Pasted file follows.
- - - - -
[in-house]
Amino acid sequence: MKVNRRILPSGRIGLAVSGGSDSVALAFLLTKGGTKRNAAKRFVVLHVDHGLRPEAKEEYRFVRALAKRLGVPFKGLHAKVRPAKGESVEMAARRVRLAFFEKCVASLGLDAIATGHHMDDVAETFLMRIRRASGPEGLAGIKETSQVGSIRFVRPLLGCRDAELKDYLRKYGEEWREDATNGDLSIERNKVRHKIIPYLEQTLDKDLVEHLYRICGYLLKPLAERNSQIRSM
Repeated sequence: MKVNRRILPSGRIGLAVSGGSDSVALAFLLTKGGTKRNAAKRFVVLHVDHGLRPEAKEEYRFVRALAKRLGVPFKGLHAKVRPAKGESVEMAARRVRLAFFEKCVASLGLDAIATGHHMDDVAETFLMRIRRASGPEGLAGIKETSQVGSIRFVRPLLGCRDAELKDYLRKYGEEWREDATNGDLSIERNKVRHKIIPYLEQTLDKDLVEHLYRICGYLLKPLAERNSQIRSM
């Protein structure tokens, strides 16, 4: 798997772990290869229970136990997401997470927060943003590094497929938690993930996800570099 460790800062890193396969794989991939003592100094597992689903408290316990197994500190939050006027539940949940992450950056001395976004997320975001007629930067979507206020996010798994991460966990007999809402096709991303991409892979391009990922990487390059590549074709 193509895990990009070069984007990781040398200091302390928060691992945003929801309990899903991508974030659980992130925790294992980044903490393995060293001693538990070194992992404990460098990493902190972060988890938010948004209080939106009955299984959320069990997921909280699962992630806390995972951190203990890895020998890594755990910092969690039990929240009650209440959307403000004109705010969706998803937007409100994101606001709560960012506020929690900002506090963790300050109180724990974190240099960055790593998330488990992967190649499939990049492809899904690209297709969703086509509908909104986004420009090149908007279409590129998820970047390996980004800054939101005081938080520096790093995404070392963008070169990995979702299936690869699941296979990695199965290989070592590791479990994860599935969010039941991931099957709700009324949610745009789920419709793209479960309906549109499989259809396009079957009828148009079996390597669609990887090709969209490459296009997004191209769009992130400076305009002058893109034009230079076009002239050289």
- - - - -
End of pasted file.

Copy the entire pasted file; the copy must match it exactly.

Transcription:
[in-house]
Amino acid sequence: MKVNRRILPSGRIGLAVSGGSDSVALAFLLTKGGTKRNAAKRFVVLHVDHGLRPEAKEEYRFVRALAKRLGVPFKGLHAKVRPAKGESVEMAARRVRLAFFEKCVASLGLDAIATGHHMDDVAETFLMRIRRASGPEGLAGIKETSQVGSIRFVRPLLGCRDAELKDYLRKYGEEWREDATNGDLSIERNKVRHKIIPYLEQTLDKDLVEHLYRICGYLLKPLAERNSQIRSM
Repeated sequence: MKVNRRILPSGRIGLAVSGGSDSVALAFLLTKGGTKRNAAKRFVVLHVDHGLRPEAKEEYRFVRALAKRLGVPFKGLHAKVRPAKGESVEMAARRVRLAFFEKCVASLGLDAIATGHHMDDVAETFLMRIRRASGPEGLAGIKETSQVGSIRFVRPLLGCRDAELKDYLRKYGEEWREDATNGDLSIERNKVRHKIIPYLEQTLDKDLVEHLYRICGYLLKPLAERNSQIRSM
């Protein structure tokens, strides 16, 4: 798997772990290869229970136990997401997470927060943003590094497929938690993930996800570099 460790800062890193396969794989991939003592100094597992689903408290316990197994500190939050006027539940949940992450950056001395976004997320975001007629930067979507206020996010798994991460966990007999809402096709991303991409892979391009990922990487390059590549074709 193509895990990009070069984007990781040398200091302390928060691992945003929801309990899903991508974030659980992130925790294992980044903490393995060293001693538990070194992992404990460098990493902190972060988890938010948004209080939106009955299984959320069990997921909280699962992630806390995972951190203990890895020998890594755990910092969690039990929240009650209440959307403000004109705010969706998803937007409100994101606001709560960012506020929690900002506090963790300050109180724990974190240099960055790593998330488990992967190649499939990049492809899904690209297709969703086509509908909104986004420009090149908007279409590129998820970047390996980004800054939101005081938080520096790093995404070392963008070169990995979702299936690869699941296979990695199965290989070592590791479990994860599935969010039941991931099957709700009324949610745009789920419709793209479960309906549109499989259809396009079957009828148009079996390597669609990887090709969209490459296009997004191209769009992130400076305009002058893109034009230079076009002239050289």